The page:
UN peace plan in Yemen awaits rebel Huthis response

UN peace plan in Yemen awaits rebel Huthis response
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KUWAIT CITY (APP) - Yemen 's government on Sunday accepted a UN-proposed plan to end fighting that has left thousands dead, but there was no word from Iran-backed rebels who have intensified attacks on the Saudi border.

The draft agreement, which follows several months of UN-brokered negotiations in Kuwait, stipulates that the Huthi Shiite rebels must withdraw from Sanaa, which they overran in September 2014.

But it was unclear if the insurgents were ready to end their occupation of the capital, which they have refused to cede despite a more than year-long military campaign by Arab coalition.

Security deteriorated further after the Huthi rebels swept into the capital and pushed south, forcing President Abedrabbo Mansour Hadi 's government to flee into exile in March last year.

The conflict has killed more than 6,400 people and displaced 2.8 million since then, according to UN figures.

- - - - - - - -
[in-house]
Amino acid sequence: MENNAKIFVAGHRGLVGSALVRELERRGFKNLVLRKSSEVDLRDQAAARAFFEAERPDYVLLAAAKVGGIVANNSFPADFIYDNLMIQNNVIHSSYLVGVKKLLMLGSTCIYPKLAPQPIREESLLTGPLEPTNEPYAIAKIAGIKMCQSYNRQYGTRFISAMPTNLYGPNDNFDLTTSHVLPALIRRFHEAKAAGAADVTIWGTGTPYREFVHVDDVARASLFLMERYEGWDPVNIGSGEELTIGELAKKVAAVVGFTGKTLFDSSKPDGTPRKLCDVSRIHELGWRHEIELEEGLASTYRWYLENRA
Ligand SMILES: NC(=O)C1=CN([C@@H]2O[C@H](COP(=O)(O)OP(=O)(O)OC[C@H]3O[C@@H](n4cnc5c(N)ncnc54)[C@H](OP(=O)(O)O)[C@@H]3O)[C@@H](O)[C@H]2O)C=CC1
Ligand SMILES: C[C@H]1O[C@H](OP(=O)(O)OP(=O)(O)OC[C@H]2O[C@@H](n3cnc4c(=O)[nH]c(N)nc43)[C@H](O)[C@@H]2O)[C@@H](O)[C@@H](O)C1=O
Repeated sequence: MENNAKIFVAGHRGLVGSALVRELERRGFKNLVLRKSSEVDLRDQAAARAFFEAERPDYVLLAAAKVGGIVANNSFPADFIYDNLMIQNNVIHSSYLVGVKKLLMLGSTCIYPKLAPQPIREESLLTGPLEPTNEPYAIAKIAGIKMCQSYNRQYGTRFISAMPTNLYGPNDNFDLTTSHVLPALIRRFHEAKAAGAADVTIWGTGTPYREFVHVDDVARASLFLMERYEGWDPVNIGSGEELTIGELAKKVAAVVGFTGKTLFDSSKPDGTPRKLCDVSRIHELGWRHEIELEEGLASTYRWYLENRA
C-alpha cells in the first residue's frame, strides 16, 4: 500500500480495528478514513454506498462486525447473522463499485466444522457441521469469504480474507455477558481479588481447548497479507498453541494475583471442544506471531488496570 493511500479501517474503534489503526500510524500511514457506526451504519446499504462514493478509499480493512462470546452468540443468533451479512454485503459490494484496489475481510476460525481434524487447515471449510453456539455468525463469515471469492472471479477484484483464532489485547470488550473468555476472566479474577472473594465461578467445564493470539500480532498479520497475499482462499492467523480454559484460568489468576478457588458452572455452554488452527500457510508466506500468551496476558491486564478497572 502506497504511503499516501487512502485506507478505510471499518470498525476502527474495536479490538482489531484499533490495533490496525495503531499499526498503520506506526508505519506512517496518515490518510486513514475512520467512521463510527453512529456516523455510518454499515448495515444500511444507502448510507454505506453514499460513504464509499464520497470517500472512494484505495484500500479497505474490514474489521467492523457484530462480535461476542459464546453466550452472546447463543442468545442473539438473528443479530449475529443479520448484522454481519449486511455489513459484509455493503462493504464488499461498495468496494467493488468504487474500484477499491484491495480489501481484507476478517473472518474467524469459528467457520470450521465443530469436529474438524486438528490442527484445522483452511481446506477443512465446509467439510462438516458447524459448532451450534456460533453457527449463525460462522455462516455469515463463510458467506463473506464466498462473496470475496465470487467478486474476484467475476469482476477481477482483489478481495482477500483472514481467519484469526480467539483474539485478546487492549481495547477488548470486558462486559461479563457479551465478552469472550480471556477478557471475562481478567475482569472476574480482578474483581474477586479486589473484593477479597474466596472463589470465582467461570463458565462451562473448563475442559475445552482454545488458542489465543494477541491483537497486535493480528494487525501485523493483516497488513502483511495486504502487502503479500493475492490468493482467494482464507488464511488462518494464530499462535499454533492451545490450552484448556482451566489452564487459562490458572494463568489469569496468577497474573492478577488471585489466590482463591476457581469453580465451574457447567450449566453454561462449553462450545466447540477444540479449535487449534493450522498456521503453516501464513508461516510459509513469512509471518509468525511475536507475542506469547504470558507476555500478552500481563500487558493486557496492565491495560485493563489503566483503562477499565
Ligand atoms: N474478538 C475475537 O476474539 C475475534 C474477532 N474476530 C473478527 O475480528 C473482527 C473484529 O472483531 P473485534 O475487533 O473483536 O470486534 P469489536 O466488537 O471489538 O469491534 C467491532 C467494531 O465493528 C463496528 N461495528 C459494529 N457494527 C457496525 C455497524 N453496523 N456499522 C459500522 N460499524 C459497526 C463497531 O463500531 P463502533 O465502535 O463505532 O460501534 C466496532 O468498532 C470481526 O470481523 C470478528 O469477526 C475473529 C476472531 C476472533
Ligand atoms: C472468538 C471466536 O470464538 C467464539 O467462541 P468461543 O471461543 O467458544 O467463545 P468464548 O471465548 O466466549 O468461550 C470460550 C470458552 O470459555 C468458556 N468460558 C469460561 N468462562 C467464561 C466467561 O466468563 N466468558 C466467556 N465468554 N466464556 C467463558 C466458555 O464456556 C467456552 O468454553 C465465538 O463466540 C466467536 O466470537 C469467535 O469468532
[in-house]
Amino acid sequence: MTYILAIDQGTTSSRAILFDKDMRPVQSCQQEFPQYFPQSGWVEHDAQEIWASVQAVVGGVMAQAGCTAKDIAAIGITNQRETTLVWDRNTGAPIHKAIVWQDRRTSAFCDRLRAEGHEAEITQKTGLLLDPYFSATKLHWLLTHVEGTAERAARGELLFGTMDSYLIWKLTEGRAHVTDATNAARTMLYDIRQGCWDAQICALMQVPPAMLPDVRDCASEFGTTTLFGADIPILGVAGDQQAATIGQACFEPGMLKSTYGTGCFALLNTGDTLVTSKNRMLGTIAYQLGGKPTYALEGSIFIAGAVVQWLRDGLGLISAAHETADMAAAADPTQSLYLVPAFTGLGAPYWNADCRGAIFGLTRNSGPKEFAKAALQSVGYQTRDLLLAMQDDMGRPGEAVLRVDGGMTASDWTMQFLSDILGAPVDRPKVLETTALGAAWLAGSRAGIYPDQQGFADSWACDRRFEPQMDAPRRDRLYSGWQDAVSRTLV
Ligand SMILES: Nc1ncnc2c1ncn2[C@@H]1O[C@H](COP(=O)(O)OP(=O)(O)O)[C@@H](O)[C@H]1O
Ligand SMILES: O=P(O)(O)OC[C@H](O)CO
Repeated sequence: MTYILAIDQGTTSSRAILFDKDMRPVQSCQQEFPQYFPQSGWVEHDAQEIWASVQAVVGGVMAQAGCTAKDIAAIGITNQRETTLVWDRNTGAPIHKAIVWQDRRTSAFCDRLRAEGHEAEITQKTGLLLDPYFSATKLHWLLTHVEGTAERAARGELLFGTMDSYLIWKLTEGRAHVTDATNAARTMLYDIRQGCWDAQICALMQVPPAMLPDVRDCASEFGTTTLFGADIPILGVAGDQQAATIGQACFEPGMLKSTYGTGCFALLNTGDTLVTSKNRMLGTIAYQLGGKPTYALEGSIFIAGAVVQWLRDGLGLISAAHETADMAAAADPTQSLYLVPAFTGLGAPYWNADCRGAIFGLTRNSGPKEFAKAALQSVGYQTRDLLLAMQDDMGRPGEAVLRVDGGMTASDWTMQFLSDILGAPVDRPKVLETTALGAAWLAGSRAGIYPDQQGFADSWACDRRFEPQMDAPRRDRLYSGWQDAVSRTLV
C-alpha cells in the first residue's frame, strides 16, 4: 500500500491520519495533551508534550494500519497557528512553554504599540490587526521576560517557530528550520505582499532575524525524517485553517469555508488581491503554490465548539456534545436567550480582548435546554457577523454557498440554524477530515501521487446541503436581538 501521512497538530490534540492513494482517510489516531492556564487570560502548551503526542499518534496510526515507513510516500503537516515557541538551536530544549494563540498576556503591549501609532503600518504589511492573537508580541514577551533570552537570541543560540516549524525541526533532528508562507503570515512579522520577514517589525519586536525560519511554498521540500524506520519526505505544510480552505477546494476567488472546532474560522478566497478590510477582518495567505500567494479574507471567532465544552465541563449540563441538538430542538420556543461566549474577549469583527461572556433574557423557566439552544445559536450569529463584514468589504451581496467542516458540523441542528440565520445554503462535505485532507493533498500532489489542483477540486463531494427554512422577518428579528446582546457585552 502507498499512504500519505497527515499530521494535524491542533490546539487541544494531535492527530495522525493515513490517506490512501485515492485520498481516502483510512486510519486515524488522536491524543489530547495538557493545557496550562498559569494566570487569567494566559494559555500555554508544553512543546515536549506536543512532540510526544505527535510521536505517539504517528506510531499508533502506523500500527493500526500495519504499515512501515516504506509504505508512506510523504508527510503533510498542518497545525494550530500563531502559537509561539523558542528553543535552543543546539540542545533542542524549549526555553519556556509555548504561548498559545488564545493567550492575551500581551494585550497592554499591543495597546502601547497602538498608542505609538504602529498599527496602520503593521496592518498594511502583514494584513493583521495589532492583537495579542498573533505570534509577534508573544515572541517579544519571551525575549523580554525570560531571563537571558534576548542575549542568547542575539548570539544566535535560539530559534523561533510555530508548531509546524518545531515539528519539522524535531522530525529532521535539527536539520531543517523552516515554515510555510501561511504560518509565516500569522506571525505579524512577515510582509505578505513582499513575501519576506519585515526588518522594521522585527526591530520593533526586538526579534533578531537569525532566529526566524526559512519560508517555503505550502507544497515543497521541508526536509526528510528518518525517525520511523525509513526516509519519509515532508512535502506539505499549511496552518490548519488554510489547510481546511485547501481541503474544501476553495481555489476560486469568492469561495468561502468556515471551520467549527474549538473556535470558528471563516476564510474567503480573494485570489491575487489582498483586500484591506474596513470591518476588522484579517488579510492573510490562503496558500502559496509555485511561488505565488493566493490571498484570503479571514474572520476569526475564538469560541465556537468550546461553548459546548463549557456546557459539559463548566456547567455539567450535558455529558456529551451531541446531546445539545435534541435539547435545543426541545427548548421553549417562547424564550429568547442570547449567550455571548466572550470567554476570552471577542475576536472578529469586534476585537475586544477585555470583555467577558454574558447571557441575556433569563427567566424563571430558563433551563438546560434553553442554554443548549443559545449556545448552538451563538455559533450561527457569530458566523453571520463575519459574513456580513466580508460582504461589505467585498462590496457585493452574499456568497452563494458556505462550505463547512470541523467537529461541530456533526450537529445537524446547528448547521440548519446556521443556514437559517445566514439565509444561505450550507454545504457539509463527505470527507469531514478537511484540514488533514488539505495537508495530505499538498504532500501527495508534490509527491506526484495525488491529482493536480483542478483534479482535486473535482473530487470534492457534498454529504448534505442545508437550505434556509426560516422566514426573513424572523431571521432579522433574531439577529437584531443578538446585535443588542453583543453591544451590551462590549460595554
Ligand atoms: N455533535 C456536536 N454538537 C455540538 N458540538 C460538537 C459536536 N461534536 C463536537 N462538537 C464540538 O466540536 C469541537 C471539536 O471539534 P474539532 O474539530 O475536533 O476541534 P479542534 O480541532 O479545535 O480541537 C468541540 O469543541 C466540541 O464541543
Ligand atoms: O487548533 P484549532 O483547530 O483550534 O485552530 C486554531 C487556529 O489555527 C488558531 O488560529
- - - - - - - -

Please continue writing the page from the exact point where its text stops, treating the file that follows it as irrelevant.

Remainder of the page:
Over 80 percent of the population urgently needs humanitarian aid.

The proposed peace deal is broadly in line with the demands of Hadi's Saudi-backed government.

It replaces a roadmap previously proposed by UN envoy Ismail Ould Cheikh Ahmed that stipulated the creation of a unity government including the insurgents, which was rejected by Hadi's government.

Under the new plan, a political dialogue between various Yemeni factions would start 45 days after the rebels withdraw and hand over heavy weapons to a military committee to be formed by Hadi.

Prisoners of war would also be freed.

The government's acceptance came after a high-level meeting in Riyadh chaired by Hadi.

"The meeting approved the draft agreement presented by the United Nations calling for an end to the armed conflict and the withdrawal (of rebels) from Sanaa" and other cities they have seized, said a statement.

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